A privacy group, which alleges that Microsoft's Passport privacy and security risks violate state consumer laws, has sent an open letter to all 50 US state Attorneys General urging them to protect consumers against unfair and deceptive practices.
The Electronic Privacy Information Centre (Epic) has claimed that prior attempts to get the Federal Trade Commission to investigate the technology had failed, and that it had decided to ask the Attorneys General to investigate.
Epic alleges that Passport, which Microsoft claims has more than 200 million users, allows an "unprecedented profiling of individuals' browsing and online shopping behaviour".
Launched in 1999, Passport was designed to simplify web transactions by allowing consumers to store passwords, credit card numbers and other personal information in one location.
Chris Hoofnagle, Epic's legislative counsel, expected many states to look into the matter as they have often taken a more aggressive approach to privacy matters. He said that Minnesota, California and New York have been leading advocates for privacy.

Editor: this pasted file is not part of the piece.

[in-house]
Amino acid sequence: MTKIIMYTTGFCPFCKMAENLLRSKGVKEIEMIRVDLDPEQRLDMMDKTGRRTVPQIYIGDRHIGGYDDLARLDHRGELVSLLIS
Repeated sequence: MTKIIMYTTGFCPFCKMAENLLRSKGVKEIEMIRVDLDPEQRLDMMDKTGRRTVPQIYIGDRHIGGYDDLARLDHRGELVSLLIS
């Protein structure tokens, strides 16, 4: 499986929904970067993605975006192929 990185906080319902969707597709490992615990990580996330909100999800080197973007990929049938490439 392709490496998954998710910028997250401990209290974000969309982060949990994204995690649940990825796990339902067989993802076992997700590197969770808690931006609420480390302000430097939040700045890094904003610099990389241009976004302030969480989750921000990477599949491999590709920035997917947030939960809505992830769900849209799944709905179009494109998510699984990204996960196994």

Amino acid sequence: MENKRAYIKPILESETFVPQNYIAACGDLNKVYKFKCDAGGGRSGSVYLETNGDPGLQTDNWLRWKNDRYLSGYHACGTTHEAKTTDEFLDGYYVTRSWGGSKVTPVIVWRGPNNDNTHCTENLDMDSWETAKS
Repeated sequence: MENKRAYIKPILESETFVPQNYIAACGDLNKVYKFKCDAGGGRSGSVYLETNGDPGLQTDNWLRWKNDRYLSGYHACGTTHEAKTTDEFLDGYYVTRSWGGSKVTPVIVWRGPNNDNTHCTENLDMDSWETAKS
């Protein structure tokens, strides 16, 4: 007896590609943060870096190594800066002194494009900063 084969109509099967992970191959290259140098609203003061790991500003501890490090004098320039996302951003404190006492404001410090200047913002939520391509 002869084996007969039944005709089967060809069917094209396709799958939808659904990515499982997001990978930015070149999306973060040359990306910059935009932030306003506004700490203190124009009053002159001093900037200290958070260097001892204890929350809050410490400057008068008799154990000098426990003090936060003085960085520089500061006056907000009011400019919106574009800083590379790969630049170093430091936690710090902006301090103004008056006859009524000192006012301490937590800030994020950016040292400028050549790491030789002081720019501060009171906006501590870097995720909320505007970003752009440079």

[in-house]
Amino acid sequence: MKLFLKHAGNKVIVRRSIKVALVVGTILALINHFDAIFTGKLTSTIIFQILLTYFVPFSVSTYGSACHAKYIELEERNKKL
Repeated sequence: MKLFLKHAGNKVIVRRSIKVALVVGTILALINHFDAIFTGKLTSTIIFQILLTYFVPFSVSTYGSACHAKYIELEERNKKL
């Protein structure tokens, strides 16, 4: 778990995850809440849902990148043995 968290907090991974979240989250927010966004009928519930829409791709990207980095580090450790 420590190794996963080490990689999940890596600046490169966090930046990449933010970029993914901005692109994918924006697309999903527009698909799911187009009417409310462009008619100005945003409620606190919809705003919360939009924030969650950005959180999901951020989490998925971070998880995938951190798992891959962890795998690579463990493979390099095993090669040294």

"We mentioned California because they have among the strongest statutes for consumer protection," he explained.
The group also claimed that consumers, who have been assured by Microsoft that the Passport service is secure, are still open to numerous privacy and security risks from alleged security holes in the Passport and Wallet systems.
Hoofnagle further stated that, because it has been shown that Passport has some security flaws, Microsoft's claim that all information is private and secure is a deceptive business practice and the company should stop making such assertions.
Microsoft was unavailable for comment, but has vehemently denied the allegations and said that Passport is convenient for users.
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